Allen & Overy’s big ask" />Here’s an exercise in persuasion. At a firm where average partner profitability was over £1m last year, how in a recession do you try to convince your clients to accept higher charge-out rates?
That is precisely what Allen & Overy (A&O) is discussing at the moment (see story). This is bold. Counterintuitive, even. Actually, forget the euphemisms: if A&O doesn’t get its story right it risks winning the award for this month’s least popular magic circle firm (current incumbent, Linklaters).
To most people who are immune to warped business school logic, the very fact that A&O is discussing upping headline rates appears bafflingly grasping.
A&O’s PR has never been particularly savvy, but this will be an impossible one to spin.
Naturally, old law firm hands know this is all about negotiation and magicking up discounts off the headline rate. Unfortunately, most clients aren’t quite that dumb.
It will be interesting to see whether Barclays, for example, will be happy with A&O’s rates not budging.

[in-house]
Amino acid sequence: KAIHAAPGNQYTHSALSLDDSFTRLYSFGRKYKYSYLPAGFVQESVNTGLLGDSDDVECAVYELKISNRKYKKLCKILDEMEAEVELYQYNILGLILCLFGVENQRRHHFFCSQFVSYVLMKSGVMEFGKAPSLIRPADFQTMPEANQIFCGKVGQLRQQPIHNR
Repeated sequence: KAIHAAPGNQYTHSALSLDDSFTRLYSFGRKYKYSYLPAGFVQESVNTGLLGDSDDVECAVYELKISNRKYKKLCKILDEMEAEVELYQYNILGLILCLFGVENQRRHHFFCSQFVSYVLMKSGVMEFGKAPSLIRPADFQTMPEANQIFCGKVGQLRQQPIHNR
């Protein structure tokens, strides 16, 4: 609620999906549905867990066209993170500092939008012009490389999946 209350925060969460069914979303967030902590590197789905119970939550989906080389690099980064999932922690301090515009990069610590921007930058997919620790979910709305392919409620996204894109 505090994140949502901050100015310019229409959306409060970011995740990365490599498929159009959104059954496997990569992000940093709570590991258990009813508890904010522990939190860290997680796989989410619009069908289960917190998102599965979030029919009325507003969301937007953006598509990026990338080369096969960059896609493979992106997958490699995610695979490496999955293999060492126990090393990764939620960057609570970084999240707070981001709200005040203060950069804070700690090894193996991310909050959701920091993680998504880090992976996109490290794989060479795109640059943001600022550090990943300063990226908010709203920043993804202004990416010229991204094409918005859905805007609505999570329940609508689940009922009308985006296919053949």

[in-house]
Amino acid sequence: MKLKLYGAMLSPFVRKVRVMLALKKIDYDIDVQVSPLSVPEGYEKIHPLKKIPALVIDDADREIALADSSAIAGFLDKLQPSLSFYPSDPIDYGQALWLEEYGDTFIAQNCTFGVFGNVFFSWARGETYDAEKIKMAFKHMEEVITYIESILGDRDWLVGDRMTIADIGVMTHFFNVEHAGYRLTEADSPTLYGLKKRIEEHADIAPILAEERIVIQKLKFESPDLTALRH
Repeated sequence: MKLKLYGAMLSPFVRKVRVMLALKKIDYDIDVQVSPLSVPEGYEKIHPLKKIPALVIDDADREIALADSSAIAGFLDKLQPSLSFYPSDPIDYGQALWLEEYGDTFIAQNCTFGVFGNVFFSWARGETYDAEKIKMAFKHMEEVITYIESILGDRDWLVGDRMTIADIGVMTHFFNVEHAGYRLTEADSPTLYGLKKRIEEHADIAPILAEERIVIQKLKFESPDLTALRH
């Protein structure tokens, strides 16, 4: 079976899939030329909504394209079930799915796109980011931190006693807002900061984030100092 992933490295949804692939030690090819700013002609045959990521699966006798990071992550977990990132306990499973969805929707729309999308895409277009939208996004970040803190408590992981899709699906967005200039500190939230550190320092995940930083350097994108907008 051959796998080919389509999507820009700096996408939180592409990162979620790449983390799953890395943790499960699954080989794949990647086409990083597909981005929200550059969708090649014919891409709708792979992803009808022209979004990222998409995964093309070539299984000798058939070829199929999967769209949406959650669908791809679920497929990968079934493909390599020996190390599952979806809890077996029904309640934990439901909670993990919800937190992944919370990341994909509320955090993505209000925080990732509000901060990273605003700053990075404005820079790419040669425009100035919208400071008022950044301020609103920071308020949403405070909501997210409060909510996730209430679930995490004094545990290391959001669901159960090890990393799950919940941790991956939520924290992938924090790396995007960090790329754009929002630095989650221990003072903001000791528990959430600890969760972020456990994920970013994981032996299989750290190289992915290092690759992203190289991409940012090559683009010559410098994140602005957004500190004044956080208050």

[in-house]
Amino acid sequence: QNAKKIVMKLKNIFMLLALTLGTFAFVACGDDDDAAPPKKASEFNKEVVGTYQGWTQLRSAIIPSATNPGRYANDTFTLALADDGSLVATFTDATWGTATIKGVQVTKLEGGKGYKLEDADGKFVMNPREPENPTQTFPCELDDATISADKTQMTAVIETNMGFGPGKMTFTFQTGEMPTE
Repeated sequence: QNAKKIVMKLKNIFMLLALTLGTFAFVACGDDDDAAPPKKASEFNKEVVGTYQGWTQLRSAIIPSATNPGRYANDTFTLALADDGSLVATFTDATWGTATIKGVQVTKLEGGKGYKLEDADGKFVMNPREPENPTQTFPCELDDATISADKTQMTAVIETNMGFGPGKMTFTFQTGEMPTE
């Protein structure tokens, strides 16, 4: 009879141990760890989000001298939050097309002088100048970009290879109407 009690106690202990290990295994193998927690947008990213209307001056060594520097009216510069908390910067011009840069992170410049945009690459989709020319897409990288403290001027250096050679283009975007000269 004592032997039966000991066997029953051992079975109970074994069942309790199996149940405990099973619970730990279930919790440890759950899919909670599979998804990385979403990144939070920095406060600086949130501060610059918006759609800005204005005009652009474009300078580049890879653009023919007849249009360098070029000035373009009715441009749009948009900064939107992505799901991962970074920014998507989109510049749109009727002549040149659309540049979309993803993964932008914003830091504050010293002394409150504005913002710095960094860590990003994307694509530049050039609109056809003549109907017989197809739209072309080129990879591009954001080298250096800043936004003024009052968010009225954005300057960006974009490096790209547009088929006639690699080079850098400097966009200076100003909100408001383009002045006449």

As we reported last week (26 January), Barclays has provided general counsel Mark Harding with a new chief of staff with a remit to cut legal spend – and there’s a panel review just around the corner.
I suspect that this move is much more about trimming the client list. Like Linklaters, A&O is taking a look at its customers and deciding which ones are worth sticking with and which aren’t.
In the midst of all this, I still wonder if A&O is missing the point. This whole thing smacks of the logic of the boom. It’s all about being fitter, leaner and, yes, maintaining margins that will benefit partner profits.
Astonishing, really. Firms are being transparent about redundancies, but many partners are worried that a reduction in profit per equity partner (PEP) will reflect badly on their talent and intellect.
Like it or not, PEP is still an indicator of financial health, but there is such a thing as appropriate profit level. Nobody needs a million pounds or even £900,000 to live on, and clients don’t think so either.
The onus is on the firms to prove they’re worth it.
Like I say, A&O has a lot of persuading to do.
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